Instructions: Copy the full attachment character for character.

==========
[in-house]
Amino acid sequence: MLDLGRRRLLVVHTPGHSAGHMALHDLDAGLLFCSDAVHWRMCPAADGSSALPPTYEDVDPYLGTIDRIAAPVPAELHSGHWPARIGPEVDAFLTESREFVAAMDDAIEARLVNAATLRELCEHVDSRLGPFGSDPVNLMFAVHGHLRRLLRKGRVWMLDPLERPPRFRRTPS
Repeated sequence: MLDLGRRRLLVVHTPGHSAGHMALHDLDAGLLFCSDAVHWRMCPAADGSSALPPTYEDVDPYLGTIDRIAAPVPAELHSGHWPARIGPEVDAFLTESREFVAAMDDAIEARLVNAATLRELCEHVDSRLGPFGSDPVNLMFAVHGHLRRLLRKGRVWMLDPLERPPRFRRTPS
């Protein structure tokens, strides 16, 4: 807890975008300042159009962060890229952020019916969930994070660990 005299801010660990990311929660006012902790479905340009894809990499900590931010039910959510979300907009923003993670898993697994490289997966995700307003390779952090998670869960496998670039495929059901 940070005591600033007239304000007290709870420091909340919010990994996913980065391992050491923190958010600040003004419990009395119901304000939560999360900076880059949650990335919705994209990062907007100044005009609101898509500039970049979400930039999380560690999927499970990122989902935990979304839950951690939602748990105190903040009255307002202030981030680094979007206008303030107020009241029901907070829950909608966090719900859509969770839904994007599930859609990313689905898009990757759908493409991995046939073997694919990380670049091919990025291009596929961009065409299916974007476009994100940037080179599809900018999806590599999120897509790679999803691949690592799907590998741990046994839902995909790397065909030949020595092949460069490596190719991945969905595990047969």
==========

[in-house]
Amino acid sequence: MLDLGRRRLLVVHTPGHSAGHMALHDLDAGLLFCSDAVHWRMCPAADGSSALPPTYEDVDPYLGTIDRIAAPVPAELHSGHWPARIGPEVDAFLTESREFVAAMDDAIEARLVNAATLRELCEHVDSRLGPFGSDPVNLMFAVHGHLRRLLRKGRVWMLDPLERPPRFRRTPS
Repeated sequence: MLDLGRRRLLVVHTPGHSAGHMALHDLDAGLLFCSDAVHWRMCPAADGSSALPPTYEDVDPYLGTIDRIAAPVPAELHSGHWPARIGPEVDAFLTESREFVAAMDDAIEARLVNAATLRELCEHVDSRLGPFGSDPVNLMFAVHGHLRRLLRKGRVWMLDPLERPPRFRRTPS
């Protein structure tokens, strides 16, 4: 807890975008300042159009962060890229952020019916969930994070660990 005299801010660990990311929660006012902790479905340009894809990499900590931010039910959510979300907009923003993670898993697994490289997966995700307003390779952090998670869960496998670039495929059901 940070005591600033007239304000007290709870420091909340919010990994996913980065391992050491923190958010600040003004419990009395119901304000939560999360900076880059949650990335919705994209990062907007100044005009609101898509500039970049979400930039999380560690999927499970990122989902935990979304839950951690939602748990105190903040009255307002202030981030680094979007206008303030107020009241029901907070829950909608966090719900859509969770839904994007599930859609990313689905898009990757759908493409991995046939073997694919990380670049091919990025291009596929961009065409299916974007476009994100940037080179599809900018999806590599999120897509790679999803691949690592799907590998741990046994839902995909790397065909030949020595092949460069490596190719991945969905595990047969």